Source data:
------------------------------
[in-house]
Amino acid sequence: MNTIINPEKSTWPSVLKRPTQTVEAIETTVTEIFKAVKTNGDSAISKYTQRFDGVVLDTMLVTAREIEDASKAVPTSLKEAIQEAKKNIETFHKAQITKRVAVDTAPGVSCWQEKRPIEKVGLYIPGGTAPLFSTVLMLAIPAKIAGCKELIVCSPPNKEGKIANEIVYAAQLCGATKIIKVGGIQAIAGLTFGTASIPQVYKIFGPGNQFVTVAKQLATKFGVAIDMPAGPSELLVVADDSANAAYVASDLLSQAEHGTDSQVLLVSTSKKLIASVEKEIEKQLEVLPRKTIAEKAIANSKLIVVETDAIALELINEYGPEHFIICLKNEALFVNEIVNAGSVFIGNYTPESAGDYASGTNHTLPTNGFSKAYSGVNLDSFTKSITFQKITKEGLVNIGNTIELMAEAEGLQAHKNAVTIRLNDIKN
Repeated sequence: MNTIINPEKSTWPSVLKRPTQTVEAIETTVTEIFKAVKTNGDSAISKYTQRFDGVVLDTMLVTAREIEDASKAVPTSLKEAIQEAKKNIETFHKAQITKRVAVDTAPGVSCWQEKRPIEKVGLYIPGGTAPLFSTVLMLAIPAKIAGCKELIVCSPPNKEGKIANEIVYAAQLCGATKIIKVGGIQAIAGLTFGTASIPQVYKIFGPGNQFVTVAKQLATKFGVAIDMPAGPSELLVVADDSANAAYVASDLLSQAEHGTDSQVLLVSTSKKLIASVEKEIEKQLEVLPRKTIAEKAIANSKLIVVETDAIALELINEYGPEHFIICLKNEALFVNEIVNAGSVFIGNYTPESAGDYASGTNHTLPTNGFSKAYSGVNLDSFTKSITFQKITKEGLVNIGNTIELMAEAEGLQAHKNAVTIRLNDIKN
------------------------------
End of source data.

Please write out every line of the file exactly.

[in-house]
Amino acid sequence: MNTIINPEKSTWPSVLKRPTQTVEAIETTVTEIFKAVKTNGDSAISKYTQRFDGVVLDTMLVTAREIEDASKAVPTSLKEAIQEAKKNIETFHKAQITKRVAVDTAPGVSCWQEKRPIEKVGLYIPGGTAPLFSTVLMLAIPAKIAGCKELIVCSPPNKEGKIANEIVYAAQLCGATKIIKVGGIQAIAGLTFGTASIPQVYKIFGPGNQFVTVAKQLATKFGVAIDMPAGPSELLVVADDSANAAYVASDLLSQAEHGTDSQVLLVSTSKKLIASVEKEIEKQLEVLPRKTIAEKAIANSKLIVVETDAIALELINEYGPEHFIICLKNEALFVNEIVNAGSVFIGNYTPESAGDYASGTNHTLPTNGFSKAYSGVNLDSFTKSITFQKITKEGLVNIGNTIELMAEAEGLQAHKNAVTIRLNDIKN
Repeated sequence: MNTIINPEKSTWPSVLKRPTQTVEAIETTVTEIFKAVKTNGDSAISKYTQRFDGVVLDTMLVTAREIEDASKAVPTSLKEAIQEAKKNIETFHKAQITKRVAVDTAPGVSCWQEKRPIEKVGLYIPGGTAPLFSTVLMLAIPAKIAGCKELIVCSPPNKEGKIANEIVYAAQLCGATKIIKVGGIQAIAGLTFGTASIPQVYKIFGPGNQFVTVAKQLATKFGVAIDMPAGPSELLVVADDSANAAYVASDLLSQAEHGTDSQVLLVSTSKKLIASVEKEIEKQLEVLPRKTIAEKAIANSKLIVVETDAIALELINEYGPEHFIICLKNEALFVNEIVNAGSVFIGNYTPESAGDYASGTNHTLPTNGFSKAYSGVNLDSFTKSITFQKITKEGLVNIGNTIELMAEAEGLQAHKNAVTIRLNDIKN